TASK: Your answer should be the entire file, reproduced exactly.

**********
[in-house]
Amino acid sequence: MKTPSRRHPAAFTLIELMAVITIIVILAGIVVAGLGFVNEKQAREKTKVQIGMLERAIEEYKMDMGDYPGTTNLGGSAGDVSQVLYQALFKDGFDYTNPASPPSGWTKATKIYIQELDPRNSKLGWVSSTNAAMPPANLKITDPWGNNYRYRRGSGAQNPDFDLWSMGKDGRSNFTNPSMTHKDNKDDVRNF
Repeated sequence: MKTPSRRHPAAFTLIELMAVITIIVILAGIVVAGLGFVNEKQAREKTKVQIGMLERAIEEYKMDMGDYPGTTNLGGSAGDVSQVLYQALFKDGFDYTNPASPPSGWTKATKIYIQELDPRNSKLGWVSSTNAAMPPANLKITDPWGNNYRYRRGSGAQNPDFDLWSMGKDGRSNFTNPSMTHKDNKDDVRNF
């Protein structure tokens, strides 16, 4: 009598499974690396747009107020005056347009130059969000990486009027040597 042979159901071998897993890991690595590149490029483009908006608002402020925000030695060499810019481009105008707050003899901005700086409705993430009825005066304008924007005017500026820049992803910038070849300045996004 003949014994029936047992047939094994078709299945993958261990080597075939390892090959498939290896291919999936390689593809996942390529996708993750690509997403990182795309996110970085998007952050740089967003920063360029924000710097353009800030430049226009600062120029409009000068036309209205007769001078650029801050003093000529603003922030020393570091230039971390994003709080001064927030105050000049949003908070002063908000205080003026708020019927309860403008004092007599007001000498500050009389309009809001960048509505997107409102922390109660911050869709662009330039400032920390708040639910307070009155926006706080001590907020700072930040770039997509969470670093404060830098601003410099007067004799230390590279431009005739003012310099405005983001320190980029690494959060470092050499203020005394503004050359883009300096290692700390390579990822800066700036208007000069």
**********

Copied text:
[in-house]
Amino acid sequence: MKTPSRRHPAAFTLIELMAVITIIVILAGIVVAGLGFVNEKQAREKTKVQIGMLERAIEEYKMDMGDYPGTTNLGGSAGDVSQVLYQALFKDGFDYTNPASPPSGWTKATKIYIQELDPRNSKLGWVSSTNAAMPPANLKITDPWGNNYRYRRGSGAQNPDFDLWSMGKDGRSNFTNPSMTHKDNKDDVRNF
Repeated sequence: MKTPSRRHPAAFTLIELMAVITIIVILAGIVVAGLGFVNEKQAREKTKVQIGMLERAIEEYKMDMGDYPGTTNLGGSAGDVSQVLYQALFKDGFDYTNPASPPSGWTKATKIYIQELDPRNSKLGWVSSTNAAMPPANLKITDPWGNNYRYRRGSGAQNPDFDLWSMGKDGRSNFTNPSMTHKDNKDDVRNF
């Protein structure tokens, strides 16, 4: 009598499974690396747009107020005056347009130059969000990486009027040597 042979159901071998897993890991690595590149490029483009908006608002402020925000030695060499810019481009105008707050003899901005700086409705993430009825005066304008924007005017500026820049992803910038070849300045996004 003949014994029936047992047939094994078709299945993958261990080597075939390892090959498939290896291919999936390689593809996942390529996708993750690509997403990182795309996110970085998007952050740089967003920063360029924000710097353009800030430049226009600062120029409009000068036309209205007769001078650029801050003093000529603003922030020393570091230039971390994003709080001064927030105050000049949003908070002063908000205080003026708020019927309860403008004092007599007001000498500050009389309009809001960048509505997107409102922390109660911050869709662009330039400032920390708040639910307070009155926006706080001590907020700072930040770039997509969470670093404060830098601003410099007067004799230390590279431009005739003012310099405005983001320190980029690494959060470092050499203020005394503004050359883009300096290692700390390579990822800066700036208007000069």